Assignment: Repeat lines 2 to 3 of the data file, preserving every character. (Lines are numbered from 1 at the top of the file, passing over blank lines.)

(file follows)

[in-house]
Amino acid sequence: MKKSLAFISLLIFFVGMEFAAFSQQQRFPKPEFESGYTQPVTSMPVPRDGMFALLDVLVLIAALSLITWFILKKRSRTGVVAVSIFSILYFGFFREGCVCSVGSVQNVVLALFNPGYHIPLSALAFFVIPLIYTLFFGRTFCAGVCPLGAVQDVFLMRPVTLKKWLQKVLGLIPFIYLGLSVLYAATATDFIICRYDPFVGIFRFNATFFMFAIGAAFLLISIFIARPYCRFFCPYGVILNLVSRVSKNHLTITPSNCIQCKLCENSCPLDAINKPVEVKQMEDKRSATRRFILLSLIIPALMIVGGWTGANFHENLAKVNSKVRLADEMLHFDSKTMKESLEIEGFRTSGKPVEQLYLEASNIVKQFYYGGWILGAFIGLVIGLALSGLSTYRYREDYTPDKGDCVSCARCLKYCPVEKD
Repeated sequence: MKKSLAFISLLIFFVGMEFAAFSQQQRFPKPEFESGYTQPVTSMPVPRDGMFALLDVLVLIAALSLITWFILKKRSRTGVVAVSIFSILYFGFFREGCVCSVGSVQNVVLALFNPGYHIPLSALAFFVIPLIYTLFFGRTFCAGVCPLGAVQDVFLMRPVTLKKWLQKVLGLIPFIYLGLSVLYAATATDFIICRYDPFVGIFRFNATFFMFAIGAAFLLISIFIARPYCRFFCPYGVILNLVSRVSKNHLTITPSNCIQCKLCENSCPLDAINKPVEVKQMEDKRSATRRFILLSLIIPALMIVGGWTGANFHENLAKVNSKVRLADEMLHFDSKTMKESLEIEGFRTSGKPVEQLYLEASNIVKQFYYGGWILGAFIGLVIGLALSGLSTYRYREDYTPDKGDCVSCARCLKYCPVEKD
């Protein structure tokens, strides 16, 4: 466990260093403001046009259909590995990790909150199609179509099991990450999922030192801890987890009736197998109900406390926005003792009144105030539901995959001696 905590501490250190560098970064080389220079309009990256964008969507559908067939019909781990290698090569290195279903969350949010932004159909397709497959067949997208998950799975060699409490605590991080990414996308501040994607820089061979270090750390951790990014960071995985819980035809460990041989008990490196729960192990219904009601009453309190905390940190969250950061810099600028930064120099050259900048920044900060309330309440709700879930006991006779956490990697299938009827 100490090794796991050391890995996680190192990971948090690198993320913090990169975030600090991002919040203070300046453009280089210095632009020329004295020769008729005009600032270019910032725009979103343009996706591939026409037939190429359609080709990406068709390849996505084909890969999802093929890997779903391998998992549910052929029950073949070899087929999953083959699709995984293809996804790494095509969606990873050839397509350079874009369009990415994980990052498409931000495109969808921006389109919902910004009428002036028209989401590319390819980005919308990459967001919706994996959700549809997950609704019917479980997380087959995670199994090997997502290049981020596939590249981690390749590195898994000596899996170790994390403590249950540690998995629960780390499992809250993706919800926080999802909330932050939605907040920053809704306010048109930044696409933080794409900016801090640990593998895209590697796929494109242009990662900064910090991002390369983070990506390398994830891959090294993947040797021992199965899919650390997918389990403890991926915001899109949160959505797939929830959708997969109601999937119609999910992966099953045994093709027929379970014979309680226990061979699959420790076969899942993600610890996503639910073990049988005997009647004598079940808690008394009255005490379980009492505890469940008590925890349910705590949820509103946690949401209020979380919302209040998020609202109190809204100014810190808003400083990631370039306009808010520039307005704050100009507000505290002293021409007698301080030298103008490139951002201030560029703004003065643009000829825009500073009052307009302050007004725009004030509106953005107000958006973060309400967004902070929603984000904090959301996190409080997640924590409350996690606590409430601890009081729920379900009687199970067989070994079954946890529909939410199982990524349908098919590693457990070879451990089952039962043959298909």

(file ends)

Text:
Amino acid sequence: MKKSLAFISLLIFFVGMEFAAFSQQQRFPKPEFESGYTQPVTSMPVPRDGMFALLDVLVLIAALSLITWFILKKRSRTGVVAVSIFSILYFGFFREGCVCSVGSVQNVVLALFNPGYHIPLSALAFFVIPLIYTLFFGRTFCAGVCPLGAVQDVFLMRPVTLKKWLQKVLGLIPFIYLGLSVLYAATATDFIICRYDPFVGIFRFNATFFMFAIGAAFLLISIFIARPYCRFFCPYGVILNLVSRVSKNHLTITPSNCIQCKLCENSCPLDAINKPVEVKQMEDKRSATRRFILLSLIIPALMIVGGWTGANFHENLAKVNSKVRLADEMLHFDSKTMKESLEIEGFRTSGKPVEQLYLEASNIVKQFYYGGWILGAFIGLVIGLALSGLSTYRYREDYTPDKGDCVSCARCLKYCPVEKD
Repeated sequence: MKKSLAFISLLIFFVGMEFAAFSQQQRFPKPEFESGYTQPVTSMPVPRDGMFALLDVLVLIAALSLITWFILKKRSRTGVVAVSIFSILYFGFFREGCVCSVGSVQNVVLALFNPGYHIPLSALAFFVIPLIYTLFFGRTFCAGVCPLGAVQDVFLMRPVTLKKWLQKVLGLIPFIYLGLSVLYAATATDFIICRYDPFVGIFRFNATFFMFAIGAAFLLISIFIARPYCRFFCPYGVILNLVSRVSKNHLTITPSNCIQCKLCENSCPLDAINKPVEVKQMEDKRSATRRFILLSLIIPALMIVGGWTGANFHENLAKVNSKVRLADEMLHFDSKTMKESLEIEGFRTSGKPVEQLYLEASNIVKQFYYGGWILGAFIGLVIGLALSGLSTYRYREDYTPDKGDCVSCARCLKYCPVEKD